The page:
In my previous article, I discussed the first three options including: listing your home conditional upon finding a replacement property, making an offer on a new property conditional upon selling your current property, and Bridge Loan financing. Welcome to the Part 2 of my two-part series, which lays out a few more options.
- Keep your current home as a rental, use the equity with a refinance, and purchase the new home
In some cases, you can keep your present home as an investment property. It is a good idea to visit with your tax advisor to see if owning an investmentproperty helps your tax situation. The general benefits of keeping the property in your investment portfolio include:
- No transaction costs to pay, only refinance costs
- Tax benefit-depreciation
- Possible future appreciation of the value of the property
If this alternative is attractive to you, the next step is to visit with a lender who can determine if you would qualify for the financing. To qualify for structuring the transaction in this way, the lender will require that you have at least a 30% equity position in your current home. 75% of the monthly rent will usually be considered, and apply toward your income figures. Any negative cash flow using the formula: Rent x 75% minus monthly PITI of the loan secured by the rental, is considered just like any other debt payment and the appropriate ratios applied.
- Buy new home using available cash for down payment, a first mortgage in the amount you want to end up with when your current home sells, and a second mortgage on the new home that you will pay off when the current house sells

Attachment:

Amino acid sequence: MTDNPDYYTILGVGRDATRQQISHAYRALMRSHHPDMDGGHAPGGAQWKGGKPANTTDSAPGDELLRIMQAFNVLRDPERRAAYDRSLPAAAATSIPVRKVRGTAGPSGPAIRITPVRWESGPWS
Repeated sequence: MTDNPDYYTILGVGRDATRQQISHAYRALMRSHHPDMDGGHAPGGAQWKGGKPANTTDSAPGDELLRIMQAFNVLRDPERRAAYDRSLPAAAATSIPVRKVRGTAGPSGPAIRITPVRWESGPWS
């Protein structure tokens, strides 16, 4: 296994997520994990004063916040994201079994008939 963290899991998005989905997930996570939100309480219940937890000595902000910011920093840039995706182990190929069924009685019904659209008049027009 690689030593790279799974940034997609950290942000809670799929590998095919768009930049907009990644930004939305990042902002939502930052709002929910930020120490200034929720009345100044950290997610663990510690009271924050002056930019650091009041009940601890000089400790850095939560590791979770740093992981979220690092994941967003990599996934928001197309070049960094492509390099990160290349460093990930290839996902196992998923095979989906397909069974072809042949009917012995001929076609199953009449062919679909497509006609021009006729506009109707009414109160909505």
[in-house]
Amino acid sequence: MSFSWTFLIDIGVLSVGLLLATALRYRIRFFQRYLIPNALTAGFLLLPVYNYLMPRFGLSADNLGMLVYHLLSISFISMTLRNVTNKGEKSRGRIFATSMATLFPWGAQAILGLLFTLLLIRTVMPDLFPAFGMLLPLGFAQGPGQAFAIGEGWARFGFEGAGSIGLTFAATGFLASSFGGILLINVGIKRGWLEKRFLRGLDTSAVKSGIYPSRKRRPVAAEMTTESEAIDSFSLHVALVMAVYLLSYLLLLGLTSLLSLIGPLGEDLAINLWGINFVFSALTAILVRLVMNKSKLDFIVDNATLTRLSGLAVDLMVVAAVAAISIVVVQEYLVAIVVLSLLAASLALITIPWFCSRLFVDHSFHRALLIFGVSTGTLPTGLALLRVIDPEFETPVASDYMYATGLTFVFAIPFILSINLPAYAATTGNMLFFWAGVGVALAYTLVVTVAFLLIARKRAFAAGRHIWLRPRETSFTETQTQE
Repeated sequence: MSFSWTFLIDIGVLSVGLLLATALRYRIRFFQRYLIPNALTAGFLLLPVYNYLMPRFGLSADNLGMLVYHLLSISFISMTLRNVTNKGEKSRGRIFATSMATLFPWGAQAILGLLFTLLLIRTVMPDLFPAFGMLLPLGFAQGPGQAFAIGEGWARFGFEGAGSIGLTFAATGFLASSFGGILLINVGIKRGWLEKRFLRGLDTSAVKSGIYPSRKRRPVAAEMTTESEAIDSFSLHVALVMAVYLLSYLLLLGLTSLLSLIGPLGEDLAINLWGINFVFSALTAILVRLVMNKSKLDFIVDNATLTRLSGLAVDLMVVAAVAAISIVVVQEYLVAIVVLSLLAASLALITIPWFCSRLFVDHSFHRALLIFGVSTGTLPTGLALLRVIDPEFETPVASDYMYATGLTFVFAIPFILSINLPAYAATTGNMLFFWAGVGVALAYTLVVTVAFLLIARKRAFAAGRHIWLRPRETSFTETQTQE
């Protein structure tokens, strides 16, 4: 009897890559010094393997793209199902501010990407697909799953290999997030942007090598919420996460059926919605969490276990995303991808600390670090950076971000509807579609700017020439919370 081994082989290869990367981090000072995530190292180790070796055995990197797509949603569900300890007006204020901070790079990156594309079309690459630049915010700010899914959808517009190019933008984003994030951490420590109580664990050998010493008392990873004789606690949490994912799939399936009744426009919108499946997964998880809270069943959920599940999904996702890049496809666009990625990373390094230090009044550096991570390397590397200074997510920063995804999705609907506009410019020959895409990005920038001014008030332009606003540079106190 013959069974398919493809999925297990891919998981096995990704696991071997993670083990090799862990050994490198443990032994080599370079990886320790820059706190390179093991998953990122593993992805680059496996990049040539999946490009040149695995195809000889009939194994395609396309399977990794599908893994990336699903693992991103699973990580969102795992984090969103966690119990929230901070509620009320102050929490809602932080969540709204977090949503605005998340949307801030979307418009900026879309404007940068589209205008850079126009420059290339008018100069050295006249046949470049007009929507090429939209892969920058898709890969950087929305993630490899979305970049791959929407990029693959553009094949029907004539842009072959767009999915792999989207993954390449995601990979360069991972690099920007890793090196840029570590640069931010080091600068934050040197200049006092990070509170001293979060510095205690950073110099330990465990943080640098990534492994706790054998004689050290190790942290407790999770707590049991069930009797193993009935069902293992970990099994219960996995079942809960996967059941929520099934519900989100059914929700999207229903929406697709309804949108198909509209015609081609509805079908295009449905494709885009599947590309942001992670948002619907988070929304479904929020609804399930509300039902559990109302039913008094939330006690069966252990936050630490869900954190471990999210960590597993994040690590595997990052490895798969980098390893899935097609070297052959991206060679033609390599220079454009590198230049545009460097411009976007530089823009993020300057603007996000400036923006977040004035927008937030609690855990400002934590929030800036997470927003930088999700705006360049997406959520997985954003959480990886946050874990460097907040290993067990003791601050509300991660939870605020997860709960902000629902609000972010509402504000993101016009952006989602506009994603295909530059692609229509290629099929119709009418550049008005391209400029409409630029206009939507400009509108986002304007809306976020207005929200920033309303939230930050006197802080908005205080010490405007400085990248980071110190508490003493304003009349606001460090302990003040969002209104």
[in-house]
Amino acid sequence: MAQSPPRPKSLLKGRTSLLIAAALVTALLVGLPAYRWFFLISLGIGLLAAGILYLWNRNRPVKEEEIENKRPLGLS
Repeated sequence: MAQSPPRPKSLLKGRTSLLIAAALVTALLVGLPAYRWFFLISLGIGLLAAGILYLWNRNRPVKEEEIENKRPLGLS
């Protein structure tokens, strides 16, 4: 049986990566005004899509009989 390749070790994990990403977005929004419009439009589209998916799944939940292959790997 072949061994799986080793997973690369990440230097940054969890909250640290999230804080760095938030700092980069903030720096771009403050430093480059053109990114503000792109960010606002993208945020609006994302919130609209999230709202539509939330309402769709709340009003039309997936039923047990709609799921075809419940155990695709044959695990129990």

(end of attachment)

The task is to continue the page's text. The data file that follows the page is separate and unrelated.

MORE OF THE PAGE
The advantage of structuring the transaction in this way is that it gives you negotiating power to purchase the new home, doesn’t have a bridge loan “short fuse,” and you can avoid mortgage insurance on the first mortgage if you limit it to 80% loan to value.
Another alternative is to use available cash for down payment with a maximum mortgage. Then when the current house sells, invest the cash proceeds in other investments.
- Sell, Move, Buy
If you want to have negotiating power, are willing to do a double move, and can wait for the right home to come along, then sell your old home, move into a temporary situation and watch for the right property to come along. Having your old home sold, and the cash in hand, and a pre-approved mortgage gives you a strong negotiating position. strong negotiating position.
- Shop for a new home, list your current home, write a contract on the new home as soon as your current home goes under contract
The first step in structuring the transaction in this way is to shop and review the market to see if the types of homes you are looking for are generally available. Once you feel comfortable that they are available, you can put your home on the market. Once you and your Realtor have a contract on your current house, you can write a contract on a new one, conditional upon your current house closing. This puts you in a negotiating position stronger than having a house to sell, but not as strong as having the cash in the bank, or if you used the Bridge Loan method. To get an offer like this accepted, you and your Realtor need to show the seller of the new home how strong the contract is on your current home. If you and your Realtor are able to structure a transaction in this manner, you would try to close on both your current home and your new home on the same day.
About Duane Duggan: Duane Duggan has been a Realtor® for RE/MAX of Boulder in Colorado since 1982 and has facilitated over 2,500 transactions over his career, the vast majority from repeat and referred clients. He has been awarded two of the highest honors bestowed by RE/MAX International: the Lifetime Achievement Award and the Circle of Legends Award. Living the life of a Realtor and being immersed in real estate led to the inception of his book, REALTOR® for Life. Also see his video podcasts about real estate topics on RE/MAX of Boulder’s YouTube channel.